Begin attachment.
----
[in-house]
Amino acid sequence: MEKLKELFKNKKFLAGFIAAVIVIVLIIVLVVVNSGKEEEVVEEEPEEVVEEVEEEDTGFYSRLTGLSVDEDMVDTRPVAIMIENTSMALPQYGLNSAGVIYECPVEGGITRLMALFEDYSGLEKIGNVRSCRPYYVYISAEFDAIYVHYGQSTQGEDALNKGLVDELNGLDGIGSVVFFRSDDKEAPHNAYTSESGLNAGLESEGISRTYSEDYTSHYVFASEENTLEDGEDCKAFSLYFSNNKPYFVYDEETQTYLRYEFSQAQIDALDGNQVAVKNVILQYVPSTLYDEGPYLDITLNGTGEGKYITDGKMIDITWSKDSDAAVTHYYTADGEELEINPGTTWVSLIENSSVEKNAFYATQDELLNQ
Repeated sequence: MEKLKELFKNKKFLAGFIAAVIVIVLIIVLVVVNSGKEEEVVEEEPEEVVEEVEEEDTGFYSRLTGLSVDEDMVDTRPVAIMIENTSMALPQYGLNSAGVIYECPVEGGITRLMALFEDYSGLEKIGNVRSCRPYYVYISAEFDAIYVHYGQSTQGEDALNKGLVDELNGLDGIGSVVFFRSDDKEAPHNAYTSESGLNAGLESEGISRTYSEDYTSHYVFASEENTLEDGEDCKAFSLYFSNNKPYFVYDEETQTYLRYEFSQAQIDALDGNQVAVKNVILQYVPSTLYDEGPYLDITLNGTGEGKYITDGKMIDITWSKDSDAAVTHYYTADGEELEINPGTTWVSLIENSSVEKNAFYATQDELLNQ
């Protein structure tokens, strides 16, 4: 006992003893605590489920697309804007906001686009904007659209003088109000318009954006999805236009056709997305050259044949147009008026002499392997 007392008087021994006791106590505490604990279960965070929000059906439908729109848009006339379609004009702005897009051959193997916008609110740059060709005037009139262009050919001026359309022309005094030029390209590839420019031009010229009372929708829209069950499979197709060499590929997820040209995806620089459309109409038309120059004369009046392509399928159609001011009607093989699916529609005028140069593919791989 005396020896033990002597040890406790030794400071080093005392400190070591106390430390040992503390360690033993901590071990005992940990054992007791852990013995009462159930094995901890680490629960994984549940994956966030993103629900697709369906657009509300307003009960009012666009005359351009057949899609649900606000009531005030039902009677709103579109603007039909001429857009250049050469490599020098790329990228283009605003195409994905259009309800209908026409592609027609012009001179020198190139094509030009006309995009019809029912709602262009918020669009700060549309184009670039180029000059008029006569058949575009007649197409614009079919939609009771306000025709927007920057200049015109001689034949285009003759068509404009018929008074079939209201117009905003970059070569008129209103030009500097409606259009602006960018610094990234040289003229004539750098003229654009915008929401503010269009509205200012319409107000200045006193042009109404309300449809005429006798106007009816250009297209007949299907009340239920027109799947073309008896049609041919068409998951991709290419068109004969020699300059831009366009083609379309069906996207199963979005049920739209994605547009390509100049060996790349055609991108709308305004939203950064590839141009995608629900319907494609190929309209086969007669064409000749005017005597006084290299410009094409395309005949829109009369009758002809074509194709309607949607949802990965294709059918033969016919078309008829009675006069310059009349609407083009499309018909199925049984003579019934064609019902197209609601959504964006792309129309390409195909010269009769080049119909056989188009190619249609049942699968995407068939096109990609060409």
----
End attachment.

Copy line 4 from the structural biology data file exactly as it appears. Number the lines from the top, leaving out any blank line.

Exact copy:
């Protein structure tokens, strides 16, 4: 006992003893605590489920697309804007906001686009904007659209003088109000318009954006999805236009056709997305050259044949147009008026002499392997 007392008087021994006791106590505490604990279960965070929000059906439908729109848009006339379609004009702005897009051959193997916008609110740059060709005037009139262009050919001026359309022309005094030029390209590839420019031009010229009372929708829209069950499979197709060499590929997820040209995806620089459309109409038309120059004369009046392509399928159609001011009607093989699916529609005028140069593919791989 005396020896033990002597040890406790030794400071080093005392400190070591106390430390040992503390360690033993901590071990005992940990054992007791852990013995009462159930094995901890680490629960994984549940994956966030993103629900697709369906657009509300307003009960009012666009005359351009057949899609649900606000009531005030039902009677709103579109603007039909001429857009250049050469490599020098790329990228283009605003195409994905259009309800209908026409592609027609012009001179020198190139094509030009006309995009019809029912709602262009918020669009700060549309184009670039180029000059008029006569058949575009007649197409614009079919939609009771306000025709927007920057200049015109001689034949285009003759068509404009018929008074079939209201117009905003970059070569008129209103030009500097409606259009602006960018610094990234040289003229004539750098003229654009915008929401503010269009509205200012319409107000200045006193042009109404309300449809005429006798106007009816250009297209007949299907009340239920027109799947073309008896049609041919068409998951991709290419068109004969020699300059831009366009083609379309069906996207199963979005049920739209994605547009390509100049060996790349055609991108709308305004939203950064590839141009995608629900319907494609190929309209086969007669064409000749005017005597006084290299410009094409395309005949829109009369009758002809074509194709309607949607949802990965294709059918033969016919078309008829009675006069310059009349609407083009499309018909199925049984003579019934064609019902197209609601959504964006792309129309390409195909010269009769080049119909056989188009190619249609049942699968995407068939096109990609060409």